June 15, 2023
Foundation Housing partner with Homeless Healthcare to provide weekly consultations at Newcastle Lodge, where Kerry lives. Homeless Healthcare provide primary healthcare services to marginalised people or those experiencing homelessness. Their vision is “for people experiencing homelessness to have improved health and wellbeing, housing appropriate to their individual needs and hope for the future.”
Kerry visited the Homeless Healthcare team because her symptoms continued to persist and it was a convenient option for her to be seen so close to home.
“It was so good that I was able to go for a check-up in my own building. I wouldn’t have seen them if Foundation Housing hadn’t arranged for them to come,” she said.
Her blood was drawn and she was assessed. Her heart murmur was suspected as the cause of her feeling so weak and unwell. As a result, Kerry went on her way until the blood results were received.
However, a week before Christmas, Kerry was in Perth City watching the festive lights when a dizzy spell caught her off guard and she nearly collapsed. After some deliberation, a member of the public notified local Police of Kerry’s health condition and an ambulance was called and she was taken to the hospital.
After waiting a long time and a few assessments, Kerry was about to be dismissed by the doctor for indigestion issues when a nurse on nightshift in the emergency department overheard Kerry’s voice and recognised it; she was also the nurse that assisted Kerry at Homeless Healthcare. Remembering that Kerry had a heart murmur and was still waiting for blood results, she was able to help Kerry see a cardiologist.
Kerry received more testing and eventually was admitted; the hospital did not want to discharge her without getting to the problem of her symptoms. However, Kerry wanted to be home for Christmas and decided to take her medicine and go home.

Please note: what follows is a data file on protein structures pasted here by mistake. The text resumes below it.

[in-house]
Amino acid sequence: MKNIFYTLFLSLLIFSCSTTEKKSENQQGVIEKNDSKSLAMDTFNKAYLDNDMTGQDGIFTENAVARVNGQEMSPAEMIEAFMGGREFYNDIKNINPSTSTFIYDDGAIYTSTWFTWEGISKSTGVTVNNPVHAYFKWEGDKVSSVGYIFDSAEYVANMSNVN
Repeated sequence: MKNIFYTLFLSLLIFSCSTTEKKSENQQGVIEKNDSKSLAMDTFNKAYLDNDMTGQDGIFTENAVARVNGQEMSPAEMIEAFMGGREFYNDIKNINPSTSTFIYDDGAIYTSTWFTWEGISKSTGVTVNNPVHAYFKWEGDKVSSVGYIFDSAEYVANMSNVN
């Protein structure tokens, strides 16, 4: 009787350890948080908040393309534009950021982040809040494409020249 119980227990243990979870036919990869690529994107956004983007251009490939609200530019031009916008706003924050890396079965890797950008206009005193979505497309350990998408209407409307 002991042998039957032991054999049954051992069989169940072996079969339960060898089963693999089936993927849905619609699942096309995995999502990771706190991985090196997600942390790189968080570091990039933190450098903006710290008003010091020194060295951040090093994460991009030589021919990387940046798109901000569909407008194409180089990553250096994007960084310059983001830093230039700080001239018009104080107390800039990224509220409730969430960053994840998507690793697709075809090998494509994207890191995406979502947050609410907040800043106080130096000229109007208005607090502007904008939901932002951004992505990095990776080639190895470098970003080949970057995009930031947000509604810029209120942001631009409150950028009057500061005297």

However, Kerry was a bit too ambitious and Christmas day came, then Christmas night and she was in so much pain; her dizzy spills were becoming very heavy, so she had to call an ambulance for herself. That night at the hospital, they discovered that her heart murmur was connected to her heart valves and was making her heart have to work a lot harder to push blood. She spent 2 weeks in the hospital getting more tests until the doctor finally said, “we are going to have to cut you open.”
Kerry was eventually transported to another hospital for surgery and was in the operating theatre for over 14 hours. The surgeons were able to repair her heart valve and restore it back to a normal state. The doctor looking after Kerry said, “if you had not gone into surgery when you did, your valve could have failed anytime and you would have gone into cardiac arrest and died.”
It was at this moment that Kerry realised that if it wasn’t for Homeless Healthcare’s services and support, she wouldn’t be here today. “I knew nothing about Homeless Healthcare before they visited the Lodge. I can’t thank them enough because I would not have gotten the help I needed for myself; they saved me. Words just aren’t enough” she says.
Kerry now continues to receive regular check-ups with Homeless Healthcare and her heart valve is working exactly as it should be. Even better, Kerry is no longer experiencing any symptoms and is not in any pain. She is alive and well; but she might not have been. “I can’t believe how close I was to death. I wake up and thank Homeless Healthcare every day and it still will never be enough. I know they are just doing their job, but they saved my life,” she says.
We asked Kerry if she had any advice to give to others after her experience. She said, “don’t be scared to see a health service such as Homeless Healthcare and don’t underestimate your symptoms. I never thought I was close to death, but I was.”
Foundation Housing is proud to partner with healthcare organisations, like Homeless Healthcare, to equip tenants and residents with the services and support they need. Thousands of people are helped every year by support services in Australia; Kerry is one of them.